I guess I should have explained more. My children can usually process outwardly through talk as we do that a lot. We talk. We process. We sympathize. And when I can call my daughter back from running and stomping up the stairs and remind he, “Wait a minute, what are you doing?” then it triggers her to stop, slow down and sit. Sometimes she will continue to cry and that is fine with me. But we talk it through. We discuss that games are fun and it’s ok to be sad about losing but that there is no reason to leave the family like that. So as always, you have given me much to think about. And I will. I do not want to hinder her processing. And I do not see her reacting like that 100% of the time, I can usually tell it’s when she is over tired or hasn’t gotten any quiet/down time so I read those signals when I can. But I don’t know….I see what you’re saying by what is overreacting to me might not be to her and I need to digest that for a bit. But I can’t help but wonder then do we end up with 15 year olds that think it’s ok to slam doors and throw things in their room to “process” their emotions because we have allowed them to as children? That doesn’t sit well with me. When do we draw the line?

        • Kelly said,

          I see what you’re saying! And yes, that’s a fine line to draw. I didn’t include in this post anything in addition to crying, I was simply focusing on crying itself–and that that’s OK. So there are certainly other “stress relievers” that may accompany a child’s crying such as hitting, kicking, slamming doors, throwing/ breaking objects, etc, as you said. And, like you say, this is what you work on with your kids about where to draw the line. What’s acceptable, what’s not, we teach kids how to manage their very physical reactions to upset. But crying–just crying–over anything (whether or not we agree) is normal, natural & healthy.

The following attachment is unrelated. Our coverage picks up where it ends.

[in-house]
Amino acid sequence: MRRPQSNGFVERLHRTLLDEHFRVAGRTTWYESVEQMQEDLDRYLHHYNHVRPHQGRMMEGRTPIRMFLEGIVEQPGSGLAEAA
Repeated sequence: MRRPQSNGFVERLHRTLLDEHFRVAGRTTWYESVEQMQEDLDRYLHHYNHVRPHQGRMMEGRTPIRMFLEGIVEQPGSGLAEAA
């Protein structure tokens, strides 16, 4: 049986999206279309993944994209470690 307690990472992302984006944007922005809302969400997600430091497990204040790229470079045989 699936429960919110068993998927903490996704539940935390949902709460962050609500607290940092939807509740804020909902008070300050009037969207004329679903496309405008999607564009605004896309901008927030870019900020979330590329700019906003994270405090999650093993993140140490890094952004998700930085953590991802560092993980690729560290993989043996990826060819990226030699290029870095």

2. Great Post from Parenting from Scratch « Fiddlehouse Dad said,

    […] of social/peer disapproval. I’ll let you read it from the author by following this link to It’s OK to Cry. One of the thing that I love the most about this perspective is that it doesn’t pamper […]